Viewpoint: Why CRISPR embryo editing is not ‘morally urgent’: No one has to have a child

Print Friendly, PDF & Email
gene involved in embryo development identified using crisprcas
Image: Technology Networks
[He Jiankui’s CRISPR babies] brought to the surface common misunderstandings — even among scientists and ethicists — that reproductive uses of this genome-modifying tool have therapeutic value, will treat people with genetic disorders, will save lives, and will eradicate disease. None of those are true.

Imagine an individual or couple at high risk for creating a child with a serious genetic disease. They have the following simplified range of options:

Create a genetically related child in the time-honored fashion who will be at high risk for the genetic disease.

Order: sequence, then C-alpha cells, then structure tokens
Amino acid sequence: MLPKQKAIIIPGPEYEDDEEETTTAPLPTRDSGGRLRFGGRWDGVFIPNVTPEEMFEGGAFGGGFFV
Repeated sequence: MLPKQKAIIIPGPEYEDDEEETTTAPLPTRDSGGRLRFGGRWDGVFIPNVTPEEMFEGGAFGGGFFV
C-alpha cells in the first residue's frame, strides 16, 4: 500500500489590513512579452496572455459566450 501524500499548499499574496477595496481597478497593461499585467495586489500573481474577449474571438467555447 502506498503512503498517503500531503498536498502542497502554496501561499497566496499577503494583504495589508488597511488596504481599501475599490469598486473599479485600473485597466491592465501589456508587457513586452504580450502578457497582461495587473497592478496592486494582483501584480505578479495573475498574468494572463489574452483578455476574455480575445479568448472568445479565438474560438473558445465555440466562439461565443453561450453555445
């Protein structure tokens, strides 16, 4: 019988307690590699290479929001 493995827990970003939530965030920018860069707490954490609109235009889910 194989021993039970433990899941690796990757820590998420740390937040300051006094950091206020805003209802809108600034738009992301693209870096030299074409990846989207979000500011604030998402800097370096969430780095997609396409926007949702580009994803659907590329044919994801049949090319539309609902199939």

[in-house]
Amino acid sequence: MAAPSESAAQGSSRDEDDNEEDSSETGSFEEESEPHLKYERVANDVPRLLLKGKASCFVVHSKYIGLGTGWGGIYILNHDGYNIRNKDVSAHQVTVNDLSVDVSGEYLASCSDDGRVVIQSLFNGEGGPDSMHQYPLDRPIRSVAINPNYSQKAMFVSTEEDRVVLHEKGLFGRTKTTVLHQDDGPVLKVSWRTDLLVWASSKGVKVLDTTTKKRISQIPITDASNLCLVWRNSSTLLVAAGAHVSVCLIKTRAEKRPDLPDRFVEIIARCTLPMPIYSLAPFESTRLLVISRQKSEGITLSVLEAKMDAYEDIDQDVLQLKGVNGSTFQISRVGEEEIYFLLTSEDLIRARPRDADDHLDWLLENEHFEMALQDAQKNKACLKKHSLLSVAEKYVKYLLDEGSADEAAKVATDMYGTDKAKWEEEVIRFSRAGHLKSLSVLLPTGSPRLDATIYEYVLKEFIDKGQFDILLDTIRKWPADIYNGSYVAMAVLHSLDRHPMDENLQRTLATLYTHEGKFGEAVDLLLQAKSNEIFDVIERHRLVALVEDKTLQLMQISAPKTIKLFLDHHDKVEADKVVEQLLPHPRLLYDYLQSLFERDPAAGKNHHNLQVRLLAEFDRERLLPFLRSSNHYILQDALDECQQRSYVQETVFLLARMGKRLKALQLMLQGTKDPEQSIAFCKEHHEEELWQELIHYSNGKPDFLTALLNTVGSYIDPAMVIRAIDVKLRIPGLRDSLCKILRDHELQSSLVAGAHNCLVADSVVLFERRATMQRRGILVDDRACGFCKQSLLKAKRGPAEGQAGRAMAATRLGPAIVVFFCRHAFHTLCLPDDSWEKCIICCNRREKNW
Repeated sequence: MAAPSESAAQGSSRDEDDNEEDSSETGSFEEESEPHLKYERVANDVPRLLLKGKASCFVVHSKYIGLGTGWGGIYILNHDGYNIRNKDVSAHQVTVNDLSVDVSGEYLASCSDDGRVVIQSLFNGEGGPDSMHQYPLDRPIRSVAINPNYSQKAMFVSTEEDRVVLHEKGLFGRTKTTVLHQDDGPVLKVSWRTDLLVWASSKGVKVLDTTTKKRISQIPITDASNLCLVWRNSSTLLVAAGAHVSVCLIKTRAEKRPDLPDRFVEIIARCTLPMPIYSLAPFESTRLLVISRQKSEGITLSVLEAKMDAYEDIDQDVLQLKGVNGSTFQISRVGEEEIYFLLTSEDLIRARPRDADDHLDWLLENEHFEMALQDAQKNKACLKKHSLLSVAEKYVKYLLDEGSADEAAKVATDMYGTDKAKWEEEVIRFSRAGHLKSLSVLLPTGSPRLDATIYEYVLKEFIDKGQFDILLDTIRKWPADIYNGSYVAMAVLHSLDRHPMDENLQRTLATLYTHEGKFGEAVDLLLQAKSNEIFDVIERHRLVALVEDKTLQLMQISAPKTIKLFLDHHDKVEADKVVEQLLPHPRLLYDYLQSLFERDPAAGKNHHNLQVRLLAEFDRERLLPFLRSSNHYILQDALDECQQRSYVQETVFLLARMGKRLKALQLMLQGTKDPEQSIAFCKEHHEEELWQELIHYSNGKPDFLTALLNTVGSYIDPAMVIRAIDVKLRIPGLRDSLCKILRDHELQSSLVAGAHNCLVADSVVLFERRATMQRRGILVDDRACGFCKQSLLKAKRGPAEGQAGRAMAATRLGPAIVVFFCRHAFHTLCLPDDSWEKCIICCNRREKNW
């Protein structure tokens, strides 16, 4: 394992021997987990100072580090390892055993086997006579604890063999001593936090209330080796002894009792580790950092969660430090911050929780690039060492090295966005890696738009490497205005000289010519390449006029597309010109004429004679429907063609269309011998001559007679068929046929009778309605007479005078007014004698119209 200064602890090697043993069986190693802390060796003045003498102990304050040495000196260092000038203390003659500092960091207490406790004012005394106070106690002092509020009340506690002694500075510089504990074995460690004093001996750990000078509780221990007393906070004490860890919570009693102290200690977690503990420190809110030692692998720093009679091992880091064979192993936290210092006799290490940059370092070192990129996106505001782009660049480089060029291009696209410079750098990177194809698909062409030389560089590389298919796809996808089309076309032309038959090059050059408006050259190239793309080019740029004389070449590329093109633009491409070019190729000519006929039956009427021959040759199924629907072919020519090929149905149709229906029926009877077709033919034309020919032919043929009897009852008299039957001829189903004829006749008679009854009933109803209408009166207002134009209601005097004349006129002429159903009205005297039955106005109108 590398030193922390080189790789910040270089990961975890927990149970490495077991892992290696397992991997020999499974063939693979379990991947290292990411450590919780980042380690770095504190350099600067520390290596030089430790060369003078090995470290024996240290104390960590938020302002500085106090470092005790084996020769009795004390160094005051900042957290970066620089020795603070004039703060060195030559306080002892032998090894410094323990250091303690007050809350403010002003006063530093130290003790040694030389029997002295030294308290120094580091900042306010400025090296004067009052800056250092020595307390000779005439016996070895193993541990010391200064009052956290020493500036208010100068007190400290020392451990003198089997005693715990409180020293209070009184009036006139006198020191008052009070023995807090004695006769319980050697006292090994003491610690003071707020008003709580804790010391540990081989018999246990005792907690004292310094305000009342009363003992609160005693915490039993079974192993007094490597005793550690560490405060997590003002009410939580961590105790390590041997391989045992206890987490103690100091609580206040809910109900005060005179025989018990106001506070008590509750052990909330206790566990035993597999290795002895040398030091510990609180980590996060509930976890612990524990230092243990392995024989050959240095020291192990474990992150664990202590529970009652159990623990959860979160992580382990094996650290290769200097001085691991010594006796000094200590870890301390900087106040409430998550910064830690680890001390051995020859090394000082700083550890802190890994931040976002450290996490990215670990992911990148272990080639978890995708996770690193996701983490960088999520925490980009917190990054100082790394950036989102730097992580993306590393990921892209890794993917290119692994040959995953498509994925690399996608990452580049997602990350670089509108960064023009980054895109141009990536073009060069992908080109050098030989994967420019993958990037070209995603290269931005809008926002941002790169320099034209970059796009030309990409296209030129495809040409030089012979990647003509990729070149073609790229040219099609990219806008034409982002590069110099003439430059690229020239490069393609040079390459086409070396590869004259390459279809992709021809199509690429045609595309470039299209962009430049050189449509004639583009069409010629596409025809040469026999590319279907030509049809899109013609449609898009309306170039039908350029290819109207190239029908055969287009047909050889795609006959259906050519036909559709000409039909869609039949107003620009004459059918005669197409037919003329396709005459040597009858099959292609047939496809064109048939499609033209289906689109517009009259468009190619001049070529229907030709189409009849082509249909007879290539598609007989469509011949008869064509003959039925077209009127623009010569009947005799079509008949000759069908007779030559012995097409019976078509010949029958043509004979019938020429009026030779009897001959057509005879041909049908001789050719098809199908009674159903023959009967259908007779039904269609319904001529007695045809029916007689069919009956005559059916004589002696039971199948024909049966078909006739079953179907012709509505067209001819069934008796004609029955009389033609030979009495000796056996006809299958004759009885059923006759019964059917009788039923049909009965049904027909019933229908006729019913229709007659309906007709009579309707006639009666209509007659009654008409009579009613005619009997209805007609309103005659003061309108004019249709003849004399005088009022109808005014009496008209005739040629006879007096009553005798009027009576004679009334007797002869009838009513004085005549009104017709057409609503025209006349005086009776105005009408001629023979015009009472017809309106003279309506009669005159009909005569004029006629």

Create a genetically related child using CRISPR who will be at very low risk for the genetic disease.

Related article:  Will we see illegal CRISPR IVF clinics in the US? Experts weigh in

Create no genetically related child.

The existence of option C undermines the claim that rCRISPR applications are lifesaving or curative.

Individuals have a choice in the matter of creating children at high risk of genetic disease: They can choose option C. Here is a different way of seeing the point that rCRISPR is not morally urgent because it does not involve a child whose existence, or illness, is inevitable.

Read full, original post: Using CRISPR to edit eggs, sperm, or embryos does not save lives

Outbreak Daily Digest
Biotech Facts & Fallacies
GLP Podcasts
Infographic: Trending green and going great — Every state in the US seeing decreased cases of COVID

Infographic: Trending green and going great — Every state in the US seeing decreased cases of COVID

The U.S. averaged fewer than 40,000 new cases per day over the past week. That’s a 21% improvement over the ...
News on human & agricultural genetics and biotechnology delivered to your inbox.
glp menu logo outlined

Newsletter Subscription

* indicates required
Email Lists